Working as a designer is in many ways a dream job. After all, you get well paid (once you're established at least), for doing the kind of work you love most. How many other professions can boast that? (As Mark Twain put it, “Find a job you enjoy doing, and you'll never have to work a day in your life.”)
But let's be honest: not absolutely every minute of every day in your work as a designer is perfect. Not that you're one to complain or anything. But there are a small number of tiny things that can, well, really cramp your otherwise joyous mood. Things like...
01. Demanding job ads
Whatever level you've reached as a designer, it's infuriating when a job ad asks for the moon, but promises little in return. Or as graphic designer Laura Hill puts it: "Companies who advertise a vacancy for a 'graphic designer', proceed to list the job roles of 8,383 other creatives – 'Must be experienced in SEO, motion graphics, photography, coding, 3D...' – then list the benefits of working there as a naff salary and onsite parking."
02. Design tests
Another pet peeve when it comes to job applications, especially for those with a few years under their belt, are design tests. "A portfolio is enough to show skill and talent," points out designer Charlie O'Halloran. "You don't ask a builder to build you a wall before you hire him."
Web developer Leon Brown agrees, and is particularly scathing about “jobs that require a 'technical test' for the interview in the form of some custom example task. You do the work and they never get back to you. You suspect that those companies are looking for free labour from gullible freelancers.”
03. Indecisive clients
No one expects everyone to agree on everything first time. And so revisions are a necessary part of the job. But it can be somewhat maddening when, as digital designer Steve Brown notes, “... after 18 or so revisions and updates, the client goes back and chooses version one.”
04. Subjective tastes
While art is all about aesthetics and is purely subjective, design is about solving problems for the audience. So it can be infuriating when a client thinks it's their job to give feedback like: 'Can you make the button larger and fill up the space more?', notes designer Justin Cheung. "Personal preference shouldn't override what works for the users," he points out.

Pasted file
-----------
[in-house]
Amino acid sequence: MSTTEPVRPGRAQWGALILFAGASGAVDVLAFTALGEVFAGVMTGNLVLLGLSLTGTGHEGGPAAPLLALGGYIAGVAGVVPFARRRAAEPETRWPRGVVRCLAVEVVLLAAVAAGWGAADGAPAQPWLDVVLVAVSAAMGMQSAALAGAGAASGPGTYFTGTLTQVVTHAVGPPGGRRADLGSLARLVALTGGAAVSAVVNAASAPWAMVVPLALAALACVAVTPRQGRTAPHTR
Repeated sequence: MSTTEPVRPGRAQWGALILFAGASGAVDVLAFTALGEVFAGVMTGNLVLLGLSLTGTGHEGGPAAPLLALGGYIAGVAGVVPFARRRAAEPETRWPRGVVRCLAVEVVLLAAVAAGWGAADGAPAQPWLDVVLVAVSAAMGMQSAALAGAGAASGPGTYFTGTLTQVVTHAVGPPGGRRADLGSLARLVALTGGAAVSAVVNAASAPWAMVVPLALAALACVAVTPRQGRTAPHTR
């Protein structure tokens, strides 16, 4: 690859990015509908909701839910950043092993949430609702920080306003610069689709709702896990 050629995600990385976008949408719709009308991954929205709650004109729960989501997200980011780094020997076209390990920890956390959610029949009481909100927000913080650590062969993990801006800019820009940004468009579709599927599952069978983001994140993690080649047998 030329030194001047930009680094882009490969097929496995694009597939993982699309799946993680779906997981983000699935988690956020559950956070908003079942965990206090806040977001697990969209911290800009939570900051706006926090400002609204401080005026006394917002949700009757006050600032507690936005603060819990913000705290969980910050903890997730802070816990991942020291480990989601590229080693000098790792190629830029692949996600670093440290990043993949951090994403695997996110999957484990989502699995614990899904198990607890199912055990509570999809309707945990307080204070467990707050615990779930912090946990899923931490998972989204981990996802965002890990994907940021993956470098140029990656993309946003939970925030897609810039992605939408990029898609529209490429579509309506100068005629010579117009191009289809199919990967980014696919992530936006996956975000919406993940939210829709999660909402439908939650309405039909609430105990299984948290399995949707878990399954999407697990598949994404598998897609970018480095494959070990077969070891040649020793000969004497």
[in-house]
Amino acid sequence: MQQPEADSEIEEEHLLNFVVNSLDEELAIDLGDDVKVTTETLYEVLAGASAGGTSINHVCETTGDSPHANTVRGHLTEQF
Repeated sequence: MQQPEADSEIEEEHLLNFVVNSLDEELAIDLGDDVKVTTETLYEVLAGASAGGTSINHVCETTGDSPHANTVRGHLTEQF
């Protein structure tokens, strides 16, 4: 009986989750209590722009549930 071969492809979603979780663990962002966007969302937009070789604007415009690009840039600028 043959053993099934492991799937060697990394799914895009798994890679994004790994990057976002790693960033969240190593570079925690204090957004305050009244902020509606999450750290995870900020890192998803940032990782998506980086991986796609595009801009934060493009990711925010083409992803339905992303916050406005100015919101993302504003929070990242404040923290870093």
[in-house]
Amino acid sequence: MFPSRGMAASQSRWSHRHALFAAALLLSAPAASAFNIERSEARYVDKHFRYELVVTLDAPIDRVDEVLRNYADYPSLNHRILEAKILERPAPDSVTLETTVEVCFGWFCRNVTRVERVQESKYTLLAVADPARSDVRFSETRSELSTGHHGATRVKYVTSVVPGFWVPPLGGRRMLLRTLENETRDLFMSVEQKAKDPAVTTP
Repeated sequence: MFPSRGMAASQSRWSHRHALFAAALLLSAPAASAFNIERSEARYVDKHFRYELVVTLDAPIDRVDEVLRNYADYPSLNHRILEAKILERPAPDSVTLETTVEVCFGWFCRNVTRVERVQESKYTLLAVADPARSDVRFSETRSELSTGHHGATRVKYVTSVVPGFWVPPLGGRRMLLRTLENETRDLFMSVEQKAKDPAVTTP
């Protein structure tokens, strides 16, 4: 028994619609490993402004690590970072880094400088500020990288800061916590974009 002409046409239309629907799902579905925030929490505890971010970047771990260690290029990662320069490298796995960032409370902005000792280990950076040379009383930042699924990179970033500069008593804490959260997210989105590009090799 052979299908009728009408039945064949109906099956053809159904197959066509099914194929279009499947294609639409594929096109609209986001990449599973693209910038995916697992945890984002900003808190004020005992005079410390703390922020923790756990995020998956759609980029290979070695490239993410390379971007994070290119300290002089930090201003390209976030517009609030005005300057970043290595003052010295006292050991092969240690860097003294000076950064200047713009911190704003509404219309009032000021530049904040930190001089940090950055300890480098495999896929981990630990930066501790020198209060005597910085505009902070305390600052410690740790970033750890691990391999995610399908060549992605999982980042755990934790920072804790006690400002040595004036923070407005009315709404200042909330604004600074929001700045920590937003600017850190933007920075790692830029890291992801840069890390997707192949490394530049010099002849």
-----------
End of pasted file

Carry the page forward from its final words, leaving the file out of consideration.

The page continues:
05. Chasing payments
You don't go into a supermarket, fill your basket, and offer to pay in six months' time. So why do some clients get away with treating freelancers, and even design studios, so badly when it comes to settling accounts? Sheffield illustrator Sarah Abbott points to “spending my own money on materials and then having to chase up the invoice” as a common irritation that simply shouldn't happen.
- Also read: Tips for getting a reluctant client to pay
06. Reducing graphic design to software skills
Graphic design is a challenging discipline that requires mastering everything from complex theories to developing conceptual ideas. So it's exasperating when non-designers minimise your skillset to merely "knowing Photoshop".
"Some people think graphic design is knowing how to use a piece of software," says graphic designer Russell Daniels-Lake. "It’s like thinking being a chef is knowing how to use a knife.”
This can manifest itself in a number of subtle ways, such as designer Dan Srokosz's pet hate: “Starting a sentence with 'Can you just...'". Or, as Scottish art director Marc Diamond recalls hearing:
- "It just needs designing."
- "That would only take a few minutes, right?"
- "Make it look good, but don't spend too long!"
- "We only have a small budget for the actual design."
- "How much? My kid has Photoshop, I'll ask them.”
Creative director James Greenfield describes another common manifestation of the notion that design is simpler than it actually is. "My pet hate is getting 'brandsplained' to," he says. "This happens when a client tells you all about this brand they once worked for, saw, or read about; why it worked; and how we should 'think more like that'. This example is normally in a totally different area, and of no relevance to the project at hand.”
08. Arrogant seniors
For the sake of balance, we should add that not all designer bugbears are directed at clients. Indeed creative director Ross G Palmer's biggest peeve is: “Criticising a client and their requests without looking at the issue from their point of view.”
In fact rather than clients, it's sometimes other designers who are the bane of your life. Graphic designer Alex Terry speaks for many in pointing to "the arrogance and unnecessary over-aggression of some seniors or creative directors". She argues that: "Talented juniors sometimes need time to 'ferment', and those of us in charge should remember fear is the opposite of the empowered. A playful mindset is needed for the best creativity."